What’s in a Name?
Using Excel Names
When using formulas or referring to a specific cell in your worksheet, you’ll typically reference ‘range’ or specific cell. For example, B6:B10 is a range reference, where B6 is a cell reference.
A problem with this sort of reference is that it’s not very meaningful and easy to forget. If you want to refer to a range several times in formulae or functions, you may find it necessary to write it down, or select it, which often means wasting time scrolling around the workbook.
Excel provides a solution to this problem: Names. Names make formulas much easier to understand and maintain. They’re similar in function to using Absolute References. However, because Names are literally words, what is being referenced is much more clear.
=SUM(Sales) vs =SUM($E$14:$E$48)
Creating Names can be accomplished in a number of ways. Let’s first look at the Rules that are required, and save how to create Names for another post.
Rules for using Names in Excel
There are FIRM rules, and expections to the rules. You can make it easy on yourself and remember just the BOLD portion of the following rules.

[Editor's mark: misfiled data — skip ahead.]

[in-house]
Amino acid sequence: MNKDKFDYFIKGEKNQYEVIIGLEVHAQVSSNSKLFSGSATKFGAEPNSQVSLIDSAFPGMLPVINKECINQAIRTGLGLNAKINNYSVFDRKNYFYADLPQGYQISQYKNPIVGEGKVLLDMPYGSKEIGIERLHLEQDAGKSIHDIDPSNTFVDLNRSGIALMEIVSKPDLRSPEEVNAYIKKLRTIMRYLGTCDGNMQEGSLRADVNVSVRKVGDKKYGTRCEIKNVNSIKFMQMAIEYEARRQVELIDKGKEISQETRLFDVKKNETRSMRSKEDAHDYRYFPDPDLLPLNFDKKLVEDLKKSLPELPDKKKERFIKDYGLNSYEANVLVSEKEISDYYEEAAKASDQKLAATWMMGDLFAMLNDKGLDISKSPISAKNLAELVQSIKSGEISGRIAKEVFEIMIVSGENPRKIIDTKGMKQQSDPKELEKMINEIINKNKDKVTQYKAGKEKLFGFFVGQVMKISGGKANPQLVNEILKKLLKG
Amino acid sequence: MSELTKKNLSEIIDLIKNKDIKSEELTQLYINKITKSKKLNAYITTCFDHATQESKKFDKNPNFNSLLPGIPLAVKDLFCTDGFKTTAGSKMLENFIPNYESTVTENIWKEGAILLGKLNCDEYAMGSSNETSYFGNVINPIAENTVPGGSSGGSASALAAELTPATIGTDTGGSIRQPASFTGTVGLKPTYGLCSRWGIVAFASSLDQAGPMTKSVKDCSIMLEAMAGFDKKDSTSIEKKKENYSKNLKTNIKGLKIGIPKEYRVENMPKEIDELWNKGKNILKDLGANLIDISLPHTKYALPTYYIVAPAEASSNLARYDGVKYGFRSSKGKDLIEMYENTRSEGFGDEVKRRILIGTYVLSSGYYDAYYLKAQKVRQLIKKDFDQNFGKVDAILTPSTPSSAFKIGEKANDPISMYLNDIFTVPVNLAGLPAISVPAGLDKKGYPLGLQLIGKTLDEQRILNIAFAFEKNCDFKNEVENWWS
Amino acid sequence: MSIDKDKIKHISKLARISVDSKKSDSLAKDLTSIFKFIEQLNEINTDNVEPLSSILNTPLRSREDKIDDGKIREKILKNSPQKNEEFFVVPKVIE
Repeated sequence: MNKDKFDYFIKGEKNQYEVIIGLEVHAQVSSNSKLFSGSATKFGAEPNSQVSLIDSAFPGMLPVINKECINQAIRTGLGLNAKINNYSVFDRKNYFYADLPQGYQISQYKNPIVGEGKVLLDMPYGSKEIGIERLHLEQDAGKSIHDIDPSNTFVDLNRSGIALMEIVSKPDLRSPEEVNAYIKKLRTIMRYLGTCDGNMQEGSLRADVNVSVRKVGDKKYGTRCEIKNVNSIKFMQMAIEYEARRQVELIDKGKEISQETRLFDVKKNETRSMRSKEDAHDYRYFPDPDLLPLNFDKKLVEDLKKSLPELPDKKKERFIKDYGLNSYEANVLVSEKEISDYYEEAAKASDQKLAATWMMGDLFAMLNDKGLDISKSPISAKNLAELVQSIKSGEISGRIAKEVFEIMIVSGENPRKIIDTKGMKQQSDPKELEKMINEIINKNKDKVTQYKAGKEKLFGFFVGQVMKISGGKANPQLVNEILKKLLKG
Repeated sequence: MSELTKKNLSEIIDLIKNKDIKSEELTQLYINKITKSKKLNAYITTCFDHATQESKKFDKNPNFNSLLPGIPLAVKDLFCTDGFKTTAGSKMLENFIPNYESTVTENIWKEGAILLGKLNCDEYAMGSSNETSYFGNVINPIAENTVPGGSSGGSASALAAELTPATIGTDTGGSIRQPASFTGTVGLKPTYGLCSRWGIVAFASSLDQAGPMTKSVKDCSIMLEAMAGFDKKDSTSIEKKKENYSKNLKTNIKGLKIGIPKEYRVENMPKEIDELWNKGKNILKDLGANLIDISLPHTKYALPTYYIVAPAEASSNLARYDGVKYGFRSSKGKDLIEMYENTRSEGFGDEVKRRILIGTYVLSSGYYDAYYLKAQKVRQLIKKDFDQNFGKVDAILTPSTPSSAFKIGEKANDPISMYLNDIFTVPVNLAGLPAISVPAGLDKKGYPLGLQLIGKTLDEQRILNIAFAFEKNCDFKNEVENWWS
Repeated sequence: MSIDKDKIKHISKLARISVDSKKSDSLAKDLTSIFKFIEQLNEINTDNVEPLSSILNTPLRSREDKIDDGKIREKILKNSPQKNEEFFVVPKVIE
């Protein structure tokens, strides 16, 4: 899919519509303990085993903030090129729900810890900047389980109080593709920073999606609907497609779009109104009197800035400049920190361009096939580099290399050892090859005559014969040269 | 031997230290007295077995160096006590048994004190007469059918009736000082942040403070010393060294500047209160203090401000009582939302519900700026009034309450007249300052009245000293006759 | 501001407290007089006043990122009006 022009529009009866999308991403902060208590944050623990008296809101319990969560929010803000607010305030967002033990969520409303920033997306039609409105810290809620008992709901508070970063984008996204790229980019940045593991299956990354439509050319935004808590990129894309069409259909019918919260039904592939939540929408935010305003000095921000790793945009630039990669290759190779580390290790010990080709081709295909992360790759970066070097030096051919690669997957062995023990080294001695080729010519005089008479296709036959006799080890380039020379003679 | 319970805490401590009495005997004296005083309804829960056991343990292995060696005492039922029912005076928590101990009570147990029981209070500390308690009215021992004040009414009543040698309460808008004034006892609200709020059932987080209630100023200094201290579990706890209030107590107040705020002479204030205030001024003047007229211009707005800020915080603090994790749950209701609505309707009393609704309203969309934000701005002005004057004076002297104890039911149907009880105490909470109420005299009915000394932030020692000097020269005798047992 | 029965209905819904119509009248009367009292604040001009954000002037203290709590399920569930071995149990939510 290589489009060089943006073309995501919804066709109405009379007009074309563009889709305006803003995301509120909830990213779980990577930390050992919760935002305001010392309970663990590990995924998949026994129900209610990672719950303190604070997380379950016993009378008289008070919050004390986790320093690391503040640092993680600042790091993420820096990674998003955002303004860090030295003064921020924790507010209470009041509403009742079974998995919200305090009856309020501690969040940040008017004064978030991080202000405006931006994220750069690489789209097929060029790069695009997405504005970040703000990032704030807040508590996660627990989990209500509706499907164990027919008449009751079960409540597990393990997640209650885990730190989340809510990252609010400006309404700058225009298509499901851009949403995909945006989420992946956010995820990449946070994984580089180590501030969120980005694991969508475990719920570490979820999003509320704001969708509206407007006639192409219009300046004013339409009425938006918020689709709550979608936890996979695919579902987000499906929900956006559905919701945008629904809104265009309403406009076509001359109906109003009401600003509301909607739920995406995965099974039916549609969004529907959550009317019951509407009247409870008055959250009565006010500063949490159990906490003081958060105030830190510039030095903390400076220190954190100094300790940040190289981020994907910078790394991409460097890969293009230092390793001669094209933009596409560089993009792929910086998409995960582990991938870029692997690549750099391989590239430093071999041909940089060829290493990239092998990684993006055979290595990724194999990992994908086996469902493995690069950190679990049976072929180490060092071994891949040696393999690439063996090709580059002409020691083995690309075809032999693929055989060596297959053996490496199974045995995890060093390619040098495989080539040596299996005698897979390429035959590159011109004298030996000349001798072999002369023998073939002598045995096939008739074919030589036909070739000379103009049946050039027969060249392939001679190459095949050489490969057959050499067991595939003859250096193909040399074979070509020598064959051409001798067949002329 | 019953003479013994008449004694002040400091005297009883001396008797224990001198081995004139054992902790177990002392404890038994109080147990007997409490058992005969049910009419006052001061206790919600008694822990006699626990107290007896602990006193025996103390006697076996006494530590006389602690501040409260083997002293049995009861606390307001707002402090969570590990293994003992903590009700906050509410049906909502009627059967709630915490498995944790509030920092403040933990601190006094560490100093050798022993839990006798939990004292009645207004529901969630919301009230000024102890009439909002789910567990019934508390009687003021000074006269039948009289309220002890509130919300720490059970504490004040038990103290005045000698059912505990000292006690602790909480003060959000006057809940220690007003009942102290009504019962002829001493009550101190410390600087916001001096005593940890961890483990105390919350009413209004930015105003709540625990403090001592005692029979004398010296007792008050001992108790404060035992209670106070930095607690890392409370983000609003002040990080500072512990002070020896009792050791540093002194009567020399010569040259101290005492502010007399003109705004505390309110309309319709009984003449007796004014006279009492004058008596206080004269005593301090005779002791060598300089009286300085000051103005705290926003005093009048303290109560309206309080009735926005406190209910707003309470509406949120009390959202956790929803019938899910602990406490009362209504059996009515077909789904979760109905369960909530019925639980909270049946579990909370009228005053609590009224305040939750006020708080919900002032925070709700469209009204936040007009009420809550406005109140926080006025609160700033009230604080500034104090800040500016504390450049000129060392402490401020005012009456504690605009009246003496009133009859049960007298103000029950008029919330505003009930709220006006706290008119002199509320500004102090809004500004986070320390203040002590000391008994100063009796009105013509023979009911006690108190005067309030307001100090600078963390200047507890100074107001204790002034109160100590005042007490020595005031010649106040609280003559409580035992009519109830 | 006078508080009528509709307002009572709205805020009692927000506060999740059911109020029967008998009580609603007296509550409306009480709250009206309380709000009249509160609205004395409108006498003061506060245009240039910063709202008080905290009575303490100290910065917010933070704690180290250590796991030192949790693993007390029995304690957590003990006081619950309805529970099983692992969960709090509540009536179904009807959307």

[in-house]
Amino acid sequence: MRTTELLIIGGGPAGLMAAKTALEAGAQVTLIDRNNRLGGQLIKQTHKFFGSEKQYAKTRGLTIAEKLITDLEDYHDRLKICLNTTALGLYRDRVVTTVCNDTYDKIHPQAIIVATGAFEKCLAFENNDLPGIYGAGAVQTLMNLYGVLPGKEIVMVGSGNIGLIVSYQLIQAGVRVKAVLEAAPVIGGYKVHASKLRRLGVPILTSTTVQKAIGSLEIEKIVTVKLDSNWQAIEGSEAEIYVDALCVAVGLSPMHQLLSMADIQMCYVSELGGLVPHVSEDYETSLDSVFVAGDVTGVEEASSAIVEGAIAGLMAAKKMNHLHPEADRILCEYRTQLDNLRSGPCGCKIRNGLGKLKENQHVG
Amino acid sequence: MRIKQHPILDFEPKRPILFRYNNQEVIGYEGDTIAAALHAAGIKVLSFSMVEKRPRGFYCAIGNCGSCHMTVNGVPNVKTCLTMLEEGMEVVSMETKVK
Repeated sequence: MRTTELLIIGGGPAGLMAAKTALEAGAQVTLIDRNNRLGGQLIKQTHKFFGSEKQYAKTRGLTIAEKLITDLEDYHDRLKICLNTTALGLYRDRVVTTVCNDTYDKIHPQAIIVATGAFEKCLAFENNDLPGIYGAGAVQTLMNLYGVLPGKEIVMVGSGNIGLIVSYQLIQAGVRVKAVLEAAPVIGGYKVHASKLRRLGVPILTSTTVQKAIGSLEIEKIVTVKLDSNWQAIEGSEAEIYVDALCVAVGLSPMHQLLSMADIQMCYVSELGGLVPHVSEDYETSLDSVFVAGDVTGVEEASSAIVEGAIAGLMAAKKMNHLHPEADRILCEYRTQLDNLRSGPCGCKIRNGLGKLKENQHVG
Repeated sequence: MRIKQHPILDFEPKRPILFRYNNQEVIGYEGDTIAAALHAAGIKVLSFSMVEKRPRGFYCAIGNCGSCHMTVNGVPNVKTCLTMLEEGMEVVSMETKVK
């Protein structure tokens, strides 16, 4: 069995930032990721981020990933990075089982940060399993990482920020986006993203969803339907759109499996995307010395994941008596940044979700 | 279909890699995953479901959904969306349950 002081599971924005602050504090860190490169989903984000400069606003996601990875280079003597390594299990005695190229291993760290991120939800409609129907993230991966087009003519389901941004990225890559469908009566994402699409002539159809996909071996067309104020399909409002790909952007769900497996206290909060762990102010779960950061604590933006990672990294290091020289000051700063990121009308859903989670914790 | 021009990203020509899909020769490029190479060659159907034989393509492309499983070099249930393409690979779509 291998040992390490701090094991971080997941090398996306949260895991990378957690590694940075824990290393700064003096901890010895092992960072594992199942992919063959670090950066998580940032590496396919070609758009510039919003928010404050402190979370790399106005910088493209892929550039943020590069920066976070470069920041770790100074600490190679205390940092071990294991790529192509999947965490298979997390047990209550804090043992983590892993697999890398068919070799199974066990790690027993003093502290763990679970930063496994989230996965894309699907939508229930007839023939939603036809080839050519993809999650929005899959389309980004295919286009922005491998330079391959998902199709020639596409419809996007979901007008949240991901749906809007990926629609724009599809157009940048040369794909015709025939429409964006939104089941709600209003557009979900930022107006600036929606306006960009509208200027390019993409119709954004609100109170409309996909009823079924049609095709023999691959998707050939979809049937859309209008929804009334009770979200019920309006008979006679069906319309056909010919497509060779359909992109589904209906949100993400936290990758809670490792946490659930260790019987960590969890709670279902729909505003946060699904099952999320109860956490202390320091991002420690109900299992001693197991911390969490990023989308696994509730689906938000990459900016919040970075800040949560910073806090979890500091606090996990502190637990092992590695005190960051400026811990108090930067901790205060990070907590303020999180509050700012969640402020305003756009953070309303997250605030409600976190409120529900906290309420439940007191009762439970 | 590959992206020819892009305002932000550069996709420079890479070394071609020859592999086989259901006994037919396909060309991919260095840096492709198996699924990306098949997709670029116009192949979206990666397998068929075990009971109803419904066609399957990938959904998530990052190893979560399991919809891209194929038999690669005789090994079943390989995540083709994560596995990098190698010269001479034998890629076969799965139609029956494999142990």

- The first character of a name must be a letter.
- Exceptions: the underscore (_) or a backslash (/)
- Remaining characters can be letters or numbers.
- Exceptions: the underscore (_), or a period (.)
- 255-character length
- Each name must be unique
- Excel doesn’t distinguish uppercase to lower case. Sales, SALES, and sales would be duplicate names.
- They can’t be the same as a cell reference; i.e. QTR1 is already a cell name, but QTR_1 would be okay)
Names in Formulas
As mentioned previously, Names are similar in function to using Absolute References. But they’re literally words, making what you’re referring to very clear. Here you can see an example of where cell C3 was named DueDate.
The cell reference B6 is a relative cell reference, allowing you to copy the formula down the list. B6 would update to B7, and so forth. The cell named DueDate would stay locked as if it were an absolute reference.
Names in Functions
Look at this example of a VLOOKUP function.
Bonus_Table refers to the range $B$2:$C$5.
The image shows B8 as the cell evaluated, and the range Bonus_Table is where both the B8 and the bonus rate are found. (The VLOOKUP function is another post altogether).
The data you work with every day will be different than these samples. I’m sure you use many formulas and functions and you’re eager to learn how to create names… Sit tight. I’ll get the post for Creating Names posted shortly.
As always, we’re available to help you with your individual questions. Use the Contact form (below) or give us a call to get your training scheduled. Diana also trains for Washoe County and UNR Extended Studies.